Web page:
Initial Evaluation of Suspected Subarachnoid Hemorrhage (October 1996)
Subarachnoid hemorrhage (SAH) is an acute life-threatening medical emergency associated with high mortality and morbidity. Outcome can be significantly improved with rapid diagnosis and triage to neurosurgical treatment. The clinical management goals of these guidelines are to:
- Identify patients with clinical suspicion of subarachnoid hemorrhage;
- Proceed promptly with the appropriate evaluation of these patients;
- Arrange for speedy triage and referral of patients with SAH to a neurosurgical center.
The sudden onset of the “worst-ever” headache with transient impairment ofconsciousness followed by nausea, vomiting, nuchal rigidity, and focal neurological signsis the classic presentation of SAH. The headache can vary in character, being eithergradual or step-wise in evolution and localized or holocranial in location. Disturbancesin consciousness as a result of the hemorrhage, secondary seizures, or hydrocephalus maybe manifested by confusion and transient of prolonged coma. Autonomic symptoms such aslow-grade fever, diaphoresis, shivering, hypertension, and cardiac arrhythmia are alsocommon. Sighs and symptoms of meningeal irritation, as manifested by neck of back pain andstiffness, are occasionally more prominent that the headache itself. Neuroophthalmologicmanifestations such as photophobia, blurred vision, eye pain, and limitations ofextraocular movement may be present. Focal neurological symptoms can result from the masseffect of the aneurysm or hematomas and cerebral ischemia. Since the overall presentationis often not classic, a delay in diagnosis and referral for neurosurgical care oftenoccurs. Even in large medical centers, misdiagnosis has occurred in up to 50% ofpatients. (8-11)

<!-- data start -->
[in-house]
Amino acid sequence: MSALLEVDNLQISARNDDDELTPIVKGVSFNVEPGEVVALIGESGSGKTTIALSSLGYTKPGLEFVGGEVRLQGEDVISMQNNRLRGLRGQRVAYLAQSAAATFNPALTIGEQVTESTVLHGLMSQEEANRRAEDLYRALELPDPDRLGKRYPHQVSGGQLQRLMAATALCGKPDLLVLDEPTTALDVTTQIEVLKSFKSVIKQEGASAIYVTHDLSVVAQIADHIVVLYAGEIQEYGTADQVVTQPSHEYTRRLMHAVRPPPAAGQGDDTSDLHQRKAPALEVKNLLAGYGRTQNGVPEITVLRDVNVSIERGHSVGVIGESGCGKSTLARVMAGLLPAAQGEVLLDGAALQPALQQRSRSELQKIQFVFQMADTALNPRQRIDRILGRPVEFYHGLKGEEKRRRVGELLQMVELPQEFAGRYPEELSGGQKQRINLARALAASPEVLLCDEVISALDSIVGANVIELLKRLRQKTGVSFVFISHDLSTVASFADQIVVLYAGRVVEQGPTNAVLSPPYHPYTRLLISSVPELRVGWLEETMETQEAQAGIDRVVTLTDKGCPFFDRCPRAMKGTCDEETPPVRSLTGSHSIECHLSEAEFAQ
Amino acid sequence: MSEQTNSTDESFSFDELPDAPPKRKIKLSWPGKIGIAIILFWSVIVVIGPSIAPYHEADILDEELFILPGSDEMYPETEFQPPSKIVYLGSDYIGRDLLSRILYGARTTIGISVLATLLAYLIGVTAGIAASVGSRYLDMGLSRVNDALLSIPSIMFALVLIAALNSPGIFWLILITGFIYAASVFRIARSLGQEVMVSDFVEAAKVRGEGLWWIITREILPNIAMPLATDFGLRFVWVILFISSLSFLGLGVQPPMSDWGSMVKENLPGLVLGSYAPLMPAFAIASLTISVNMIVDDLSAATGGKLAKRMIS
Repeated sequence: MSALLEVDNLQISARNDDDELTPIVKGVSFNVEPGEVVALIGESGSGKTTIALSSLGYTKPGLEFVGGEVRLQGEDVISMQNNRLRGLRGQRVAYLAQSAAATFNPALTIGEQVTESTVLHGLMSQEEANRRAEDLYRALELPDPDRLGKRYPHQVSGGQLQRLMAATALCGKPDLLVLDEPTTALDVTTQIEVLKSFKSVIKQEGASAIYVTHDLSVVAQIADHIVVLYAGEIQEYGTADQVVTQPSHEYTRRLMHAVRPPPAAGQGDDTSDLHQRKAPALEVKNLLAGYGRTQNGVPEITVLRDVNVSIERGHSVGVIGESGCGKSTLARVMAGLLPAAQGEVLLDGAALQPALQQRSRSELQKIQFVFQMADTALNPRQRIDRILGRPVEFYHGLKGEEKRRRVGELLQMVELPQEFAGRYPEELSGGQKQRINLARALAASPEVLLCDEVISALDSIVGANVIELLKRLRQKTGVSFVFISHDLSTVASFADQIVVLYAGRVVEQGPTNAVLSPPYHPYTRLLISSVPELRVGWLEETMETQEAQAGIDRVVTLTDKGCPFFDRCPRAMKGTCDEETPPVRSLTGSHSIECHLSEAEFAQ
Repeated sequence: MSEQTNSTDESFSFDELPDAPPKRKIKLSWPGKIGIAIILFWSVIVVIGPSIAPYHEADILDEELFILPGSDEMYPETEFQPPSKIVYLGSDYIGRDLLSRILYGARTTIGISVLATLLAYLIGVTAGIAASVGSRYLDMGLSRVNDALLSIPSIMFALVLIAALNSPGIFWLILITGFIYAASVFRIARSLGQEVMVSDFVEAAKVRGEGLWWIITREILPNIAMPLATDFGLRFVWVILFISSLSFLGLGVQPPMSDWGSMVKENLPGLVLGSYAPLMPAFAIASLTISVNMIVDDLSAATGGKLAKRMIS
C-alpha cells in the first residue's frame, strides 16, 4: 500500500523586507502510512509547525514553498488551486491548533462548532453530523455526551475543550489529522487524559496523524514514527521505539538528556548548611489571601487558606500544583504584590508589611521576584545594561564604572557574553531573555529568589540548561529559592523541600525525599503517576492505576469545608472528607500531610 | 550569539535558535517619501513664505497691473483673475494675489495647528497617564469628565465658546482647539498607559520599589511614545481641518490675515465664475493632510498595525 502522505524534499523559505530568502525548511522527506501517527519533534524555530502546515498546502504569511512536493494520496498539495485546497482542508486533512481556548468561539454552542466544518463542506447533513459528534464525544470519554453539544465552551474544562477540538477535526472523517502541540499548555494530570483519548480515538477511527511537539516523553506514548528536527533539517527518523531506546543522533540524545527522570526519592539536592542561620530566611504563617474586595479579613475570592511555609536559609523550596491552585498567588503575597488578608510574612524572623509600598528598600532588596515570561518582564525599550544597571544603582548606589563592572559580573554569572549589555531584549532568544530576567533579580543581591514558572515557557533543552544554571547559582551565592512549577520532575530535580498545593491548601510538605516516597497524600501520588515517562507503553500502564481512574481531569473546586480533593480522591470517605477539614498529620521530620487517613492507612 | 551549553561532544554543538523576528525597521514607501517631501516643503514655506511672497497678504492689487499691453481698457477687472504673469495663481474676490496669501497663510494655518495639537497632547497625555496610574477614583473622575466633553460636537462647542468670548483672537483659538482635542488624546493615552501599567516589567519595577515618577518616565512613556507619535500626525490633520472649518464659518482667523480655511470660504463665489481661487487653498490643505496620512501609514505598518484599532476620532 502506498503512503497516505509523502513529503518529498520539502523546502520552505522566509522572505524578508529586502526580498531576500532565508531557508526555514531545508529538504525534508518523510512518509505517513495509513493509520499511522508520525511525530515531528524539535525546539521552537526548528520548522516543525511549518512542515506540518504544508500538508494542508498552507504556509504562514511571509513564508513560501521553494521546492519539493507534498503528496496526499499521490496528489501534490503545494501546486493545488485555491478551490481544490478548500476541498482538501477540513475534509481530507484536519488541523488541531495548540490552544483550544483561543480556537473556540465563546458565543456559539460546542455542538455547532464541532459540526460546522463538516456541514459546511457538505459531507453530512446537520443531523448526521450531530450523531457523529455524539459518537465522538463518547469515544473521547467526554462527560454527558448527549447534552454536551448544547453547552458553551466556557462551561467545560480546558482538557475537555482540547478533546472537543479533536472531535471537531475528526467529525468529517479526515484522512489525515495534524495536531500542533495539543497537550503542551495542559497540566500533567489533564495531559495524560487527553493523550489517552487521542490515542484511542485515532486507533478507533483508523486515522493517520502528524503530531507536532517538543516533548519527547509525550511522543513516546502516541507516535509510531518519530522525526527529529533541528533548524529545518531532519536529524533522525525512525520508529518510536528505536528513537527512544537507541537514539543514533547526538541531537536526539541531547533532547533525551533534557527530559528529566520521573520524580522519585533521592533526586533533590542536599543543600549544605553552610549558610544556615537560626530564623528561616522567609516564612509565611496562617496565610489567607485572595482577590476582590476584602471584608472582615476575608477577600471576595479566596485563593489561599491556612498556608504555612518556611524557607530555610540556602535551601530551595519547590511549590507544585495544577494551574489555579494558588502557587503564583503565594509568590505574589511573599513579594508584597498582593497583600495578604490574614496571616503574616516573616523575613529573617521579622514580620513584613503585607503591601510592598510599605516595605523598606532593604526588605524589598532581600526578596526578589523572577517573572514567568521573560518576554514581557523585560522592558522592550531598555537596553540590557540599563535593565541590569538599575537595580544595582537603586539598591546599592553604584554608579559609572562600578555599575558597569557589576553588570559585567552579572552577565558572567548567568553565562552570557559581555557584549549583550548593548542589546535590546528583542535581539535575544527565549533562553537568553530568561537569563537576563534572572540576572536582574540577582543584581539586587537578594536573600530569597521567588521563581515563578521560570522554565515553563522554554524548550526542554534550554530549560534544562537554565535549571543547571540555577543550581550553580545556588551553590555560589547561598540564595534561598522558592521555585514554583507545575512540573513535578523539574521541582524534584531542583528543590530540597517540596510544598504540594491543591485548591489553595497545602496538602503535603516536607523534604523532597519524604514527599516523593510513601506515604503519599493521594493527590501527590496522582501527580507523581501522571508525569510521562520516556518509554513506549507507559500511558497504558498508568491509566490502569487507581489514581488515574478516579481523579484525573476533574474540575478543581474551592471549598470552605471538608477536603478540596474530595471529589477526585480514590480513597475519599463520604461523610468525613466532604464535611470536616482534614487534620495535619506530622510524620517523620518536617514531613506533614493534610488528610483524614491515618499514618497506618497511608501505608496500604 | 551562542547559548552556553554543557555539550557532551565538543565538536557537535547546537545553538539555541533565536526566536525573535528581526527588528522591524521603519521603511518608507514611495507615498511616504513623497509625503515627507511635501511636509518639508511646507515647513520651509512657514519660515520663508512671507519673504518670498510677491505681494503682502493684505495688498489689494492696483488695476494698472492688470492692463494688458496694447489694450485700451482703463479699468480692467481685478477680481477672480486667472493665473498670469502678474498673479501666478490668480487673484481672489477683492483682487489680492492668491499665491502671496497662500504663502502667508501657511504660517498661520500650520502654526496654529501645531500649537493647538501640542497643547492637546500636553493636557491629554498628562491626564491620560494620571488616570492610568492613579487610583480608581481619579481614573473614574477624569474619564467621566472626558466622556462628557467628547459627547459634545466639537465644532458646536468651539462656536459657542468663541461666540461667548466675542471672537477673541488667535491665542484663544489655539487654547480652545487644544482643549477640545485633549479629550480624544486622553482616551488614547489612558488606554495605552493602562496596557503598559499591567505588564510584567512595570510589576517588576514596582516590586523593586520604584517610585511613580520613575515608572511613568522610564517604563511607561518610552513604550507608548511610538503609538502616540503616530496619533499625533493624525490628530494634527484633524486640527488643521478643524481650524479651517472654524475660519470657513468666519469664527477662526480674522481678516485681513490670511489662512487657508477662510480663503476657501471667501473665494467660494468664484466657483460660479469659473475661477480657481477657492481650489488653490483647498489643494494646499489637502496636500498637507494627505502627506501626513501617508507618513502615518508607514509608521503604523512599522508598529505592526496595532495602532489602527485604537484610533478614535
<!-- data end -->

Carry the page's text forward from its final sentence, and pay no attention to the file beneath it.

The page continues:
A substantial proportion of patients with ruptured cerebral aneurysms have warningsymptoms. The interval from the initial warning to a major aneurysm rupture is typicallyfrom six to 20 days. Although patients with a warning sign, e.g. a “sentinelleak,” appear less ill than patients with a larger subarachnoid hemorrhage, theirprognosis with treatment is better, making the need fro correct diagnosis more urgent. (15)
Thunderclap headache is a paroxysmal, excruciating hheadachewwhichclinically resemblesSAH. However, no evidence of subarachnoid hemorrhage is found on CT scan or lumbarpuncture. The prognosis for these patients is extremely good and cerebral angiography isnot indicated. (16)
The sudden onset of the “worst-ever” headache with transient impairment ofconsciousness followed by nausea, vomiting, nuchal rigidity, and focal neurological signsis the classic presentation of SAH.
A CT scan of the brain without contrast is the diagnostic procedure of choice for suspected SAH and should be obtained urgently.
When the CT scan is negative, lumbar puncture (LP) must be done in cases of suspected SAH.
- A CT scan should be done urgently in all patients with suspected SAH. The scanshould be interpreted immediately by an experienced physician. (Expert Opinion: Strong Consensus)
- When the CT scan is negative, a lumbar puncture must be done by an experienced physician. (Expert Opinion: Strong Consensus)
- The results of CT and/or LP must be obtained and interpreted as soon as possible,and a clinical diagnosis determined. If the diagnosis of SAH is made, the patient shouldbe referred immediately to the regional neurosurgical center. (Expert Opinion: Strong Consensus)